For the most part, I enjoyed it. And I'm sure most everyone else did.
And yet, there was something missing, and I knew it.
Over the years, I've grown more and more dissatisfied with the way church is done. My youth group was merely one example. Sometimes we're focusing on other things when we ought to be preaching, and when we are preaching, it's cotton candy and does practically nothing to give people what they actually need to apply the Gospel in their own lives.
I think this dissatisfaction is a good thing. It means we know we don't have everything right, and that there is a model for churches, one we're not currently meeting. Dissatisfaction with the way things are leads to change.
However, we must never mistake dissatisfaction for change for the sort of dissatisfaction that leads to division – and the problem is, they are very, very easy to confuse.
This past Sunday, I visited one of our home churches with the rest of my family for the first time since we've gotten back to America. One of the first things I noticed after the service started was that the church had switched to electronic drums.
And for the rest of the first song, I was only half-singing, distracted and more than a little annoyed at how wimpy the drums sounded.
After the first song, I got my head on straight and figured it was more important to worship Jesus than to get annoyed over drums. So I got over it and the rest of the service was great.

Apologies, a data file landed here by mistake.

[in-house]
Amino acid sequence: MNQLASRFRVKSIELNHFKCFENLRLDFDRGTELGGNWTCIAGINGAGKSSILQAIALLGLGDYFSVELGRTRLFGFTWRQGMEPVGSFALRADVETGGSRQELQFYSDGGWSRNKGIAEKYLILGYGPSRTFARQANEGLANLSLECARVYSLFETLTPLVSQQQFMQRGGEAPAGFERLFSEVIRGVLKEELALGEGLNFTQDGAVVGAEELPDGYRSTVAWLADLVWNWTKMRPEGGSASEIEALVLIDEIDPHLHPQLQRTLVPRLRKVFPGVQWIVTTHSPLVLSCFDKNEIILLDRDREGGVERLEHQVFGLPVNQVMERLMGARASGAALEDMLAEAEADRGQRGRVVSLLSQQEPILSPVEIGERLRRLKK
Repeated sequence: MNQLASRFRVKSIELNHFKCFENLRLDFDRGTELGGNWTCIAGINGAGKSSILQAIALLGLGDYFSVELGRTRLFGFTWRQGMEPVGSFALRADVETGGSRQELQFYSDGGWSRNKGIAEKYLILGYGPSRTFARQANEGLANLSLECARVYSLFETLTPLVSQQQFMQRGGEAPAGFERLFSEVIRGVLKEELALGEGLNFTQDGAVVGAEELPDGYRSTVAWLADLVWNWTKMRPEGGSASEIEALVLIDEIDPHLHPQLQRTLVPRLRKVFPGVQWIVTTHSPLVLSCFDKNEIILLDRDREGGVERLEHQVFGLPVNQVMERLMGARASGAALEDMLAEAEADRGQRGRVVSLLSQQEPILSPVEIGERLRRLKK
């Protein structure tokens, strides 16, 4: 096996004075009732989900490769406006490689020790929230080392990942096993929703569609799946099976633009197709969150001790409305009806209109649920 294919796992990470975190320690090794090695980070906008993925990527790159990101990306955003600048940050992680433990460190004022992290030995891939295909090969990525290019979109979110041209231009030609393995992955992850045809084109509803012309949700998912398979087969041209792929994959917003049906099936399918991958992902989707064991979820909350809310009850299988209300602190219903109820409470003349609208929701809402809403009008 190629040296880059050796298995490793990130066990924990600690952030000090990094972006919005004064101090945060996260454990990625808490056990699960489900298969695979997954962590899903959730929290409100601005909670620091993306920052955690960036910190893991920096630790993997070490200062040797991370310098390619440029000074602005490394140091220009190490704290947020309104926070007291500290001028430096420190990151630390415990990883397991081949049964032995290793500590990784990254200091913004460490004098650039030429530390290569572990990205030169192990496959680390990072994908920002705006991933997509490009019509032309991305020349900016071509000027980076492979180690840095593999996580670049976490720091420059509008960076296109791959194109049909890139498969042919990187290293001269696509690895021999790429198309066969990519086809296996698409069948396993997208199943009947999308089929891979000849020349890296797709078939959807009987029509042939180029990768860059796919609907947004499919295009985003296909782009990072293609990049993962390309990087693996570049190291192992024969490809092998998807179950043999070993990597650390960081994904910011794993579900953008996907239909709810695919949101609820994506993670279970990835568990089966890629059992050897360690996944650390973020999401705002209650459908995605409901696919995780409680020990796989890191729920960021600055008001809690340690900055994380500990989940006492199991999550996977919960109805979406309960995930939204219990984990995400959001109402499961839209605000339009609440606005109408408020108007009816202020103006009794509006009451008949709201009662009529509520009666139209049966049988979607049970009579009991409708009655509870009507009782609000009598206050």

But that was a prime example of the wrong sort of dissatisfaction. My example was a really minor one, but you can easily apply it to another situation. A church changes youth pastors and the new one is boring, or one of the pastors leaves the church and a quarter of the congregation leaves with him, or the style of the worship changes and either the younger generations think it's too old or the older ones think it's too modern. There's a myriad of different manifestations of it.
My point is, in “critiquing” the modern church, we can become too dissatisfied with it. Because we dislike the way church is done we say we'll be done with church. The church has problems, and I'll be the first to agree. But it's still the church. We can't just abandon it or get annoyed with it and cause problems. The best way to change something is not by pulling out, but by pouring in.
I have problems with the amount of money spent on church buildings, to use another personal example. But I'm not going to get into a fight about it. What I am going to do is immerse myself in the Word of God (encouraging others to do the same) and then He'll do the talking from there.
If we're focused on God, He'll produce in us the right sort of dissatisfaction – the sort that leads to the right kind of change. But it's always important to distinguish between the two. One will lead us closer to the church in order to change it, and one will take us farther away because it hasn't changed.
Let's make sure we've got our heads on straight.